Inspenet, November 1, 2023.
The future of First Quantum Minerals has been questioned due to the Panamanian government’s decision to hold a referendum on the Panama copper mine project with the aim of calming mass protests. This move resulted in a decline in the company’s stock value of up to 20%, marking its biggest drop since March 2020.
The Cobre Panamá mine, operated by the Canadian company First Quantum Minerals, has become a focal point of attention in the country’s political landscape. In an attempt to placate those opposed to the mining operation, President Laurentino Cortizo announced last Sunday that a national vote will be held on December 17 to consider revoking the company’s license.
Importantly, the long-term supply of this metal is limited and an increase in demand is anticipated as the global economy moves towards decarbonization .
This month, President Cortizo approved a 20-year extension for First Quantum’s mining license, generating strong opposition in the country and sparking demonstrations in which protesters blocked roads and clashed with police, demanding the annulment of the new contract that supports the operation. Last week, Cortizo also banned the construction of new mines in the country.
Additionally, Panamanian dollar-denominated bonds saw a decline on Monday, leading losses in emerging markets.
Fitch Ratings had already given a negative outlook on the debt in late September, citing fiscal pressures, from subsidies to more costly debt service, and expressing uncertainty about the government’s ability to address these issues. The debate surrounding the First Quantum mine and a massive drought that forced the government to restrict traffic through the Panama Canal have further raised concerns.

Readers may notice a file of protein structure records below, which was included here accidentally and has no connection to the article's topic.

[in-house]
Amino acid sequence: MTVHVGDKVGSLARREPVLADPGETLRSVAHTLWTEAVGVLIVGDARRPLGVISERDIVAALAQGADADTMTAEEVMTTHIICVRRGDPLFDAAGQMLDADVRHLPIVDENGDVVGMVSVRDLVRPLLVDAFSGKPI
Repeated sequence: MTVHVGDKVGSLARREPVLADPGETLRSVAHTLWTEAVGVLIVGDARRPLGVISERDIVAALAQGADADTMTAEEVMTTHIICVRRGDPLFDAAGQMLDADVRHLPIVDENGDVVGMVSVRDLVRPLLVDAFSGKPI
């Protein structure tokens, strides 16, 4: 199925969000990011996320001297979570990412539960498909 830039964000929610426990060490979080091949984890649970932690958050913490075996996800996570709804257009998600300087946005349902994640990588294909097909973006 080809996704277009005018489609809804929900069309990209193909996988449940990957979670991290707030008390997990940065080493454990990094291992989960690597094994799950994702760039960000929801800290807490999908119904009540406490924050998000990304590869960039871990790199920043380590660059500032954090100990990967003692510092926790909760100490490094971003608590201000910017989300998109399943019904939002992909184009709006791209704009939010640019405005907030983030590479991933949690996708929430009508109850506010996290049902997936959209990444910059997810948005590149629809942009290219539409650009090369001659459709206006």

First Quantum Minerals and the Panama copper mine
First Quantum has invested a great deal of time and billions of dollars in building the mine. This project has attracted the attention of competitors who are also seeking to increase their participation in copper production.
For many Panamanians, the modified exploitation contract is perceived as excessively favorable to the Canadian mining company and as a violation of the country’s sovereignty in relation to its mineral resources. The contract gives First Quantum the right to mine copper at its facilities for 20 years, with the option to extend it for an additional 20 years .
The country’s Supreme Court has announced that it will examine two lawsuits filed against the renewal of the contract with the company.
Importantly, the mine is First Quantum’s largest asset and represents a significant economic driver for Panama, contributing approximately 1.5% of global copper production.
So far, the Vancouver-based company has not provided comment in response to a request in this regard.
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